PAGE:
In "The Unbearable Weight of Massive Talent," the legendary actor Nicolas Cage (Nicolas Cage) is hoping to play "the role of a lifetime." But despite what he thinks is a good meeting — to an outsider, Cage comes off as a little desperate — the director (David Gordon Green) "goes in a different direction." This disappointment sends Cage to hit the bottle like the Oscar-winning actor's character, Ben Sanderson, in "Leaving Las Vegas." In fact, Cage is so discouraged that he calls his agent, Richard Fink (Neil Patrick Harris), and tells him he is going to quit acting. Besides, he needs to repair his relationship with Addy (Lily Mo Sheen), his teenage daughter who has always comes second (or possibly third) to his self-indulgence and his career.
What's an actor with nouveau shamanistic instincts to do?
But before he retires, Cage has to go to Mallorca and meet with Javi (Pedro Pascal) — a huge fan of the actor — who is paying him a cool $1 million for a personal appearance. Cage, who is $600,000 in debt, needs the money, so he agrees, albeit reluctantly. What he doesn't know is that CIA operatives Vivian (Tiffany Haddish, underused) and Martin (Ike Barinholtz) suspect Javi has kidnapped the teenage daughter of the Spanish Presidential candidate (who, incidentally, is also a Cage fan) and is hiding her in his lair. Cage is therefore asked to spy on Javi, locate the candidate's daughter, and possibly kill his host.
What's an actor with nouveau shamanistic instincts to do?
"The Unbearable Weight of Massive Talent" runs more mild than wild, with this ridiculous premise and that is a good thing; it doesn't take itself too seriously, even if Cage does. The film delights in throwing in as many Cage film references as possible. There is the "What do you say we cut the chit-chat, a-hole?" line from "The Rock," the golden guns props from "Face/Off," and the healing power of cinema is exemplified by Cage's 1994 feature, "Guarding Tess." There are also visual and/or aural cues to "Moonstruck," the underrated "Captain Corelli's Mandolin," "National Treasure," "Mandy," "Con Air," and "The Croods," among several other films. (Viewers unfamiliar with the actor's oeuvre will have no trouble keeping up.)
"Nic Cage smooches good."
Moreover, in the film's oddest moments, Nic is visited by Nicky (Nicolas Kim Coppola), an alternate version of himself from Cage's "Wild at Heart" period that echoes the twins Cage played in his Oscar-nominated performance in "Adaptation." The film's weirdest bit has Cage kissing himself, but, then again, as Nic Cage boldly declares, "Nic Cage smooches good."
Nicolas Cage and Pedro Pascal in "The Unbearable Weight of Massive Talent" (Katalin Vermes/Lionsgate)
The best part of the film are the scenes featuring Cage and Javi, where the Spaniard gets to live out every movie lover's fantasy of having a sleepover with the actor they most admire. Pedro Pascal plays Javi like a lovestruck teenager, which is why their discussion of Javi's favorite films, or an episode where Javi and Cage have an adventure while tripping on LSD, are great fun. The guys even get to have a "chase" scene — cue a "Gone in 60 Seconds" reference — which is a hoot, and there is a terrific bit where they admire and swap each other's shoes.
Javi has a screenplay he hopes Cage will star in, however, because Cage needs to find the kidnapped teenager, he stalls by suggesting he and Javi write a movie together instead. It will be character-driven adult drama, until Vivian encourages Cage to suggest a kidnapping to understand Javi's mindset, and their screenplay shifts gears and genres and becomes an action film. (Something for everyone!) Of course, the self-referential "The Unbearable Weight of Massive Talent" shifts gears, too.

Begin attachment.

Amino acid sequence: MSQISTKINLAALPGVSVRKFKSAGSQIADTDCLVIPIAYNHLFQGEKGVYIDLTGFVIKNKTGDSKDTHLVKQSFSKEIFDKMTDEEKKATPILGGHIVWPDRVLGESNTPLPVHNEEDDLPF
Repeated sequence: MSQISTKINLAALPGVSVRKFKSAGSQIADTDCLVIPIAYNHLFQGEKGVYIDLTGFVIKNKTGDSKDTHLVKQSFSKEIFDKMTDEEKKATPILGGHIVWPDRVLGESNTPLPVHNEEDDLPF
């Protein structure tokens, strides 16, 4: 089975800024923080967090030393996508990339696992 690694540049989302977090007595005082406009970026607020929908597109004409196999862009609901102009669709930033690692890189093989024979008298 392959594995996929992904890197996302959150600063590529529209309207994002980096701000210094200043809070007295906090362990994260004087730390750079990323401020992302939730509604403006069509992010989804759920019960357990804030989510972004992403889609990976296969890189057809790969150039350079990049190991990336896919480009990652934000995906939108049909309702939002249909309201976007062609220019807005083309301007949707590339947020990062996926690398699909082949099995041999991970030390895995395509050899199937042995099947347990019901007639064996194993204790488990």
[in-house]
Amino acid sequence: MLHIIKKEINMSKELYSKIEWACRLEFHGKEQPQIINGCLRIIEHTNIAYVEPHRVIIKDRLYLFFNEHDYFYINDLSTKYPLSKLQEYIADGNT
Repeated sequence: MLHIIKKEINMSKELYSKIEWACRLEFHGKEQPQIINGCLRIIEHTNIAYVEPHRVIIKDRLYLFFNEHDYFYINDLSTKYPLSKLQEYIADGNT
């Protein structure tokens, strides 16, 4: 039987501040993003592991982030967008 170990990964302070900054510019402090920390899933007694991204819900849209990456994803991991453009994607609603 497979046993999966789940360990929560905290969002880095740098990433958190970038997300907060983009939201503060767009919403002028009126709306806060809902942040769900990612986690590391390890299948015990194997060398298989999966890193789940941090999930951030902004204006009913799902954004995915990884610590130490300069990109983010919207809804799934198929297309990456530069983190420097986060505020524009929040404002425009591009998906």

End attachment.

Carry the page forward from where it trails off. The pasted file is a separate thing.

But the film gets sillier as it folds in on itself, and when Cage's long-suffering ex-wife, Olivia (Sharon Horgan, wonderfully droll), and daughter arrive in Mallorca, Addy gets kidnapped, and Cage's safety is compromised.
Want a daily wrap-up of all the news and commentary Salon has to offer? Subscribe to our morning newsletter, Crash Course.
The CIA storyline is the film's weakest element because the bromance between Cage and Javi is so strong. Had there been some ambiguity about Javi's criminality, the film might have ratcheted up the tension. At least, the action, when the s**t gets real, is kind of exciting.
There are scenes of him howling or wailing wildly.
The art imitates life imitating art imitating life gimmick here is certainly clever, and Cage does get some real opportunities to shine. He is arguably best doing a physical comedy bit as when he accidentally doses himself while on a CIA mission and has to break into a room through a window from an outside ledge to get the antidote. And there is an amusing scene involving Cage and Javi tripping and trying to scale a wall when they think they are being pursued.
But for superfans hoping Cage will eat a live cockroach (as he did in "Vampire's Kiss") or have a manic moment (as he has done in many of his films), "The Unbearable Weight of Massive Talent" doesn't ask Cage to get too crazy. Yes, there are scenes of him howling or wailing wildly starting with his very first appearance in the film, but this version of Nic Cage — while not as introspective as his recent turn in "Pig" — is certainly more subdued. That is certainly to the film's credit as Cage is actually quite likeable here; the success of his performance is that he makes viewers want to hang out with him (as Javi does) — even if this kind of self-absorbed, movie-star persona is precisely what irritates his daughter.
"The Unbearable Weight of Massive Talent" may not quite be a game-changer for Cage — time will tell — but it does poke fun at Cage's celebrity in a smart, self-deprecating way. It is sure to please fans and non-fans alike.
"The Unbearable Weight of Massive Talent" opens in theatres Friday, April 22. Watch a trailer for it below, via YouTube.
More stories to read: